Whether you're just moving into a region that sees a lot of snow in winter, or if you've grown up in one but are now buying your first house (and are thus now the one responsible for monitoring your roof), you need to know about snow load and roof rakes. Roofs and houses are built to hold a certain weight of snow and ice, and if too much sits on the roof, it could cause the roof to collapse. You may hear some advice about never removing snow from the roof or treating city pleas to remove the snow as unnecessary panic, but as residents of southern Idaho can tell you, the risk of collapse is very real. Avoid this problem with a handy roof rake -- but learn about the ins and outs of using one first.
Roofs Have Different Weight Limits
Roofs on houses are constructed to hold a certain amount of weight, which can vary depending on region. A very snowy area is likely to have roofs that can hold quite a bit of snow (plus those roofs will have steeper pitches to facilitate the snow sliding off), while an area that doesn't normally see a lot of snow may have lower weight limits. That was the problem in Idaho, where they had received an abnormally large amount of snow while temperatures remained below freezing in an area that normally sees a lot less of the white stuff. More homes in the area had flat roofs, too.
So your first task is to find out what the roof is rated for. This figure will be in pounds per square foot. When it snows, pay attention to how thick the snow is on your roof. For every 1-inch-thick layer of snow that covers 1 square foot, assume that's 1 pound. As more falls, though, adjust the amount to cover a little more weight -- the older layers of snow will compact, increasing the weight per square foot because there will be less air in that layer.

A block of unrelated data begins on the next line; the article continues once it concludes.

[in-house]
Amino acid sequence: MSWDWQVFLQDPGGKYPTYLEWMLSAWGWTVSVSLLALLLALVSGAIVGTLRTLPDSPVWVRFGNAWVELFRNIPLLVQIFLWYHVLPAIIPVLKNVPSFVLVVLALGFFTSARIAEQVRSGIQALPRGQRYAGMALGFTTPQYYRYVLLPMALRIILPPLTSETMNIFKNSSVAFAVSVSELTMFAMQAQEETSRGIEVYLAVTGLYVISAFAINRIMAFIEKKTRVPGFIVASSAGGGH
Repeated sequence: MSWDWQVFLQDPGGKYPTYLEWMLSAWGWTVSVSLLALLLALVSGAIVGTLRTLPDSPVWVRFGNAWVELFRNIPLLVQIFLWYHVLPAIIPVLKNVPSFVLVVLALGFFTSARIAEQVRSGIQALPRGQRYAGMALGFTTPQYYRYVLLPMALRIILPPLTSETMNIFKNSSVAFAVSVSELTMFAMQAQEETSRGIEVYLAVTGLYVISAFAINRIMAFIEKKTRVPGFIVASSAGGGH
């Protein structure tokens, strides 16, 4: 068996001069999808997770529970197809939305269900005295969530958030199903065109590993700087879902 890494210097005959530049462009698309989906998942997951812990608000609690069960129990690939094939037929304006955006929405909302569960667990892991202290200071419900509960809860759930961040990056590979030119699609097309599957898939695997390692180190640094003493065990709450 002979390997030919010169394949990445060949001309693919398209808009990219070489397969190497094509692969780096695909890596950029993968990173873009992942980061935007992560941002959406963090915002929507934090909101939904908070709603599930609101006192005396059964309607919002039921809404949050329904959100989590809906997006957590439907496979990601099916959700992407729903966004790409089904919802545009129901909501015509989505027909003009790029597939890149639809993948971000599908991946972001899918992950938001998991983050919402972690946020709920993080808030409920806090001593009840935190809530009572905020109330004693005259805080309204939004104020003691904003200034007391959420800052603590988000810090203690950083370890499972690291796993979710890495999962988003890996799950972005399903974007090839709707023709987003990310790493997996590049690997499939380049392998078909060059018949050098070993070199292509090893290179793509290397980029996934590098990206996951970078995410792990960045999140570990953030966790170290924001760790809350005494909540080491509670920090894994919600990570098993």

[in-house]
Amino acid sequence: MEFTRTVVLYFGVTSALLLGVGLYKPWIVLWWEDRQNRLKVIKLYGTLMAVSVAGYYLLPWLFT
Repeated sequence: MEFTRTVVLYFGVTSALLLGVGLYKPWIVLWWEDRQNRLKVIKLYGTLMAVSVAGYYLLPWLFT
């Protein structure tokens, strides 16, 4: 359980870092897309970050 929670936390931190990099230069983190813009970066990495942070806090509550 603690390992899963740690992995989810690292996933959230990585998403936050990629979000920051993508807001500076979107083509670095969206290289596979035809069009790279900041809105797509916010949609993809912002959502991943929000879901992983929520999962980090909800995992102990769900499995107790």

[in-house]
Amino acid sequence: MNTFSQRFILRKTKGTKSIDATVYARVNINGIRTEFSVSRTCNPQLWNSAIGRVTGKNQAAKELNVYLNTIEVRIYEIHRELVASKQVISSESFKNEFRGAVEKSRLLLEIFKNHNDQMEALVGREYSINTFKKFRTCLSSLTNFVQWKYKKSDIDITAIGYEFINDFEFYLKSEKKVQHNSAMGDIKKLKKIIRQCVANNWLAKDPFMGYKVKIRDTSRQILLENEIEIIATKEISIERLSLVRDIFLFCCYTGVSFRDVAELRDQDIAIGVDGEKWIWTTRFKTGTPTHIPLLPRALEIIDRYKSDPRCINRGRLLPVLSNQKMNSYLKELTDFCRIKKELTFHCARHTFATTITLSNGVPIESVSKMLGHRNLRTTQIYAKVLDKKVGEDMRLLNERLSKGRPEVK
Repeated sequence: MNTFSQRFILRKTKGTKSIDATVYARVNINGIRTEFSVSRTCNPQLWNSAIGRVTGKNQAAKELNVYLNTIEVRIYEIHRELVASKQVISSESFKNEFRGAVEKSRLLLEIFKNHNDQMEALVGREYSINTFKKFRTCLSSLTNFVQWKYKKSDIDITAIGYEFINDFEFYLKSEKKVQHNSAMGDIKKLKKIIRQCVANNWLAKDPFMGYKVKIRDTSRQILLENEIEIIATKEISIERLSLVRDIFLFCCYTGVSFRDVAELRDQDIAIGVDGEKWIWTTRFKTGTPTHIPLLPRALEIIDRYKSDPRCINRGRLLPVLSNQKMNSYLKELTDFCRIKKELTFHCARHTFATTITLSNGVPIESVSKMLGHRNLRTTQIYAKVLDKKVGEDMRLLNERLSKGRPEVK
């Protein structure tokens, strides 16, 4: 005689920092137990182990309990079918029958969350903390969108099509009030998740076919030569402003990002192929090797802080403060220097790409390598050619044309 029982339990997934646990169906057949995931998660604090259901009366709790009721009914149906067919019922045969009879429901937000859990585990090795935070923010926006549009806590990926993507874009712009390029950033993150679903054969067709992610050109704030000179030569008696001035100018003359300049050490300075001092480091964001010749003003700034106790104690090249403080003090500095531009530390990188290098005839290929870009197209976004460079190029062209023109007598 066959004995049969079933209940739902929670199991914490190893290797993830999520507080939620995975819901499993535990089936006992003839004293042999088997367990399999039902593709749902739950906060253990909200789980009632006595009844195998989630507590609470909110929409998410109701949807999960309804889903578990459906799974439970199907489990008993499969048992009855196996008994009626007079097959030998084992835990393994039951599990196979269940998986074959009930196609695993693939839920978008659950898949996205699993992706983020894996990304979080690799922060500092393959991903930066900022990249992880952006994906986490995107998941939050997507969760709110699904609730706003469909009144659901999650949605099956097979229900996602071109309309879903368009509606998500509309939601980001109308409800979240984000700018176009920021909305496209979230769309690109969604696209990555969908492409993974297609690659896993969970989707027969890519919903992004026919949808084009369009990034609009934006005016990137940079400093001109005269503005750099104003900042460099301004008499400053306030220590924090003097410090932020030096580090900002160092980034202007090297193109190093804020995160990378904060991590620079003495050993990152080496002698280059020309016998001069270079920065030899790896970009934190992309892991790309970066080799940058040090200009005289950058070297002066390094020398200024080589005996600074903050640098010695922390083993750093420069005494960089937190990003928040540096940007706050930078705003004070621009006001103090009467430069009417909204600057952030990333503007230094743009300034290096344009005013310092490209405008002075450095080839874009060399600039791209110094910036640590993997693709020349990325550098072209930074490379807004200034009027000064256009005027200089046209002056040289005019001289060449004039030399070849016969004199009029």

Upper Floors Call for Professional Help
Roof rakes do well for one-story homes where you can stay on the ground. They don't work so well on stories higher than that because the rake, assuming you have extenders, becomes difficult to hold and control (and past two stories, you're just not going to reach those without a ladder, which brings its own dangers given how much you'll have to move around to pull down the snow). Use the rake on lower eaves and overhangs, but call in a professional roofing company to handle the upper stories.
Your Roof Has Boobytraps
Your roof might look nice and smooth to you, but it's not. It may have granules, if the roof uses asphalt shingles, and gutters and other bits and pieces can snag the rake. Look for a rake that has rollers to help it move with less of a scraping motion, and always learn what your roof looks like in all areas before the snow starts falling.
You Need to Inspect the Roof Before Snow Season
No matter how many other times during the year you get the roof inspected, have a company take a look before the winter. That will alert you to potential trouble spots before you start dragging that roof rake through the snow. Start contacting roofing companies now, like Ray's Harford Home Improvement Contractors Inc. Don't wait for snow to build before you get someone there to check out the roof.